A Dollar and a Dream
Problem Gambling in Retirement
Now that their children are grown and the mortgage nearly paid off, thousands of couples, age 60 and over, have some wiggle room in their budgets. They have income from a pension, social security and/or investments. And they have something that was in short supply a few years ago when raising a family — time. Such a combination makes travel and leisure attractive — especially when coupled with a chance to win a bit of extra cash to buy a new car, take a cruise or help with the cost of braces and private school for the grandkids.
From there thousands of retired men and women begin a slow descent into compulsive gambling, a behavior that affects the gambler, his or her family, employer and community.
According to Dr. Robert Perkinson, clinical director of Keystone Treatment Center in South Dakota, (www.robertperkinson.com) compulsive gambling “is called the hidden illness since there is neither smell on the breath nor stumbling of steps or speech. Nonetheless, a gambling addiction is as debilitating as alcohol or drug addiction.”
The National Council on Problem Gambling (NCPA ) (www.ncpgambling.org) states that such activity is characterized by “increasing preoccupation with gambling, a need to bet more money more frequently, restlessness or irritability when attempting to stop, chasing losses,” and an inability to stop despite mounting debt and serious consequences to personal and family well-being.
Compulsive gambling is linked to a range of serious health problems, including obesity, heart disease, intestinal problems, fibromyalgia, migraine, depression, insomnia and other stress-related disorders.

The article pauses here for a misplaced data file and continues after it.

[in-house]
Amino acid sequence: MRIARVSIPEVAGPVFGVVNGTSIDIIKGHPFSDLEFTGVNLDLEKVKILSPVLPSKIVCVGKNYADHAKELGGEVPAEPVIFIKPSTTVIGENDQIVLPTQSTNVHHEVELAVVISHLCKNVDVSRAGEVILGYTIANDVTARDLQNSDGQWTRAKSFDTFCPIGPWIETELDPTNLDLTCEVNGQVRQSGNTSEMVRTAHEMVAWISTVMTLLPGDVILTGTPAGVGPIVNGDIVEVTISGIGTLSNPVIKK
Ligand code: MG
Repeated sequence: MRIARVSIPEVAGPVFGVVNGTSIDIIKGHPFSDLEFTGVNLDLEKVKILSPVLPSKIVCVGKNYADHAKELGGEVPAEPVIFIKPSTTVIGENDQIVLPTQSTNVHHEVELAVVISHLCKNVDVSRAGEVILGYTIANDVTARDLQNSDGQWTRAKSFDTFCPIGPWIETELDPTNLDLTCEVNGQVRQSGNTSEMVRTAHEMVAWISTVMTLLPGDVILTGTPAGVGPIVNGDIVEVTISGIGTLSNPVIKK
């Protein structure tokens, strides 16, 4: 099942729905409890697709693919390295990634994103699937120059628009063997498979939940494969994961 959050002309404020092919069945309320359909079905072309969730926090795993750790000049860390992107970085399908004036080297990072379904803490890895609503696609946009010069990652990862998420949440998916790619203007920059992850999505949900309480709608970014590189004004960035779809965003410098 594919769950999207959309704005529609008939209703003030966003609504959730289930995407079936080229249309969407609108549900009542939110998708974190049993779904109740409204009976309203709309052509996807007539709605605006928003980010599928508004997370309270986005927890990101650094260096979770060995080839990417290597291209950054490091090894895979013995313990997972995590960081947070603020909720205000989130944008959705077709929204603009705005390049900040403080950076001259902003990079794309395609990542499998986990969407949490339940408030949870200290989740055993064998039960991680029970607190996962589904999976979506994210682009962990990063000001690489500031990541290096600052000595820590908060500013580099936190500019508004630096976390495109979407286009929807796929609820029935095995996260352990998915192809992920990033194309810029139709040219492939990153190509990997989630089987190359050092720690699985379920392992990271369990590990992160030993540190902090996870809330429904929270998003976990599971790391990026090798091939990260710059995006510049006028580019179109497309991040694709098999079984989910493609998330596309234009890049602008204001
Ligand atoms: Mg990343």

Compulsive gamblers are also likelier than others to show up in emergency rooms, reflecting their poor health and chaotic lives. “The worse the gambling disorder, the worse the chronic health conditions we typically see,” says University of Iowa psychiatry professor Donald M. Black, M.D., one of the country’s leading experts on compulsive gambling.
In 2013, for the first time, the American Psychiatric Association officially recognized compulsive gambling as an addiction (rather than a personality disorder), acknowledging that it shares many features with alcoholism and drug addiction.
Alarmingly, in one recent study, 32 percent of problem gamblers reported that they had considered suicide within the past year.
The NCPA estimates that “two million (1 percent) of U.S. adults are estimated to meet criteria for pathological gambling in a given year. Another 4-6 million (2-3 percent) would be considered problem gamblers.” And among them are a growing number of seniors.
As recently as 70-80 years ago, gambling was illegal in the United States. Today, busloads of senior men and women from senior centers go off to Las Vegas, Reno and other cities for a weekend of gambling. Many churches hold benefit casino nights and bingo games. Friday Night Bingo has long been a popular draw for retired persons, whether or not they attend the church that sponsors it.
Not Just a Man’s Pursuit
In truth, problem gambling among women is on the rise, possibly due to the increase of card rooms, bingo halls, state lotteries, and more recently, Internet gambling — forms of betting that are particularly attractive to senior women, especially those without a mate.
Many seniors today — both men and women — also have income that is more discretionary and more leisure hours than their peers of two or three decades ago. Even if one lives in a senior living complex, retirement home or care facility, all he or she needs is a computer and a credit card to get involved with ‘invisible’ gambling.
Risking Your Health
A Short Road to Disaster
Experts say young problem gamblers still outnumber older ones. But the consequences of addiction can be more severe for seniors, who may have less time and resources to recoup their losses.
If older adults are visiting the casino with friends, that doesn’t automatically signal a crisis. But if the person is using gambling as a way to avoid pain, is preoccupied with gambling and seems unable to limit their time or the amount they spend in the casino, these could be symptoms of addiction. Better to confront the issue sooner, rather than after irreparable financial damage has been done.
Author, O’Connor, Karen, “Addicted To Shopping and Other Issues Women Have With Money” 2008
AARP, “Brain Health and Wellness: Losing Everything to Gambling Addiction”